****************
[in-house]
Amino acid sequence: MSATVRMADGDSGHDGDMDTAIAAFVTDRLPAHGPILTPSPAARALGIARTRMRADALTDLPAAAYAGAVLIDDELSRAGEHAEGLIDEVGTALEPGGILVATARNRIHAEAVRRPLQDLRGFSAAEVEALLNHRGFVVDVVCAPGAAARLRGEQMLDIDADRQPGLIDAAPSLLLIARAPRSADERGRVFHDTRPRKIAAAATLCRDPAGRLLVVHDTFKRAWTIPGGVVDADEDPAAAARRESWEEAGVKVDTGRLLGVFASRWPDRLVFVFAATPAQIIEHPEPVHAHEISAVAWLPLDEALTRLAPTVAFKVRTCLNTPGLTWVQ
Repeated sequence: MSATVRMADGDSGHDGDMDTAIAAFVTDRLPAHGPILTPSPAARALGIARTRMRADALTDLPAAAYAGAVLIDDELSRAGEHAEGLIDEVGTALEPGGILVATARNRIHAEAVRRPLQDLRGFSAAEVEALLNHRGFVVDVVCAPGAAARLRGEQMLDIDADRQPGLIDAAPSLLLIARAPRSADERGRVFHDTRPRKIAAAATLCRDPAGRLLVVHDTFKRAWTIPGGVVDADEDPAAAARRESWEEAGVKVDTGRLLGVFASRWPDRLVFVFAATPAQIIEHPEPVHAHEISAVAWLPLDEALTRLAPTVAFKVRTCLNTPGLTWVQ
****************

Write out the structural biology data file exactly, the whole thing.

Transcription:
[in-house]
Amino acid sequence: MSATVRMADGDSGHDGDMDTAIAAFVTDRLPAHGPILTPSPAARALGIARTRMRADALTDLPAAAYAGAVLIDDELSRAGEHAEGLIDEVGTALEPGGILVATARNRIHAEAVRRPLQDLRGFSAAEVEALLNHRGFVVDVVCAPGAAARLRGEQMLDIDADRQPGLIDAAPSLLLIARAPRSADERGRVFHDTRPRKIAAAATLCRDPAGRLLVVHDTFKRAWTIPGGVVDADEDPAAAARRESWEEAGVKVDTGRLLGVFASRWPDRLVFVFAATPAQIIEHPEPVHAHEISAVAWLPLDEALTRLAPTVAFKVRTCLNTPGLTWVQ
Repeated sequence: MSATVRMADGDSGHDGDMDTAIAAFVTDRLPAHGPILTPSPAARALGIARTRMRADALTDLPAAAYAGAVLIDDELSRAGEHAEGLIDEVGTALEPGGILVATARNRIHAEAVRRPLQDLRGFSAAEVEALLNHRGFVVDVVCAPGAAARLRGEQMLDIDADRQPGLIDAAPSLLLIARAPRSADERGRVFHDTRPRKIAAAATLCRDPAGRLLVVHDTFKRAWTIPGGVVDADEDPAAAARRESWEEAGVKVDTGRLLGVFASRWPDRLVFVFAATPAQIIEHPEPVHAHEISAVAWLPLDEALTRLAPTVAFKVRTCLNTPGLTWVQ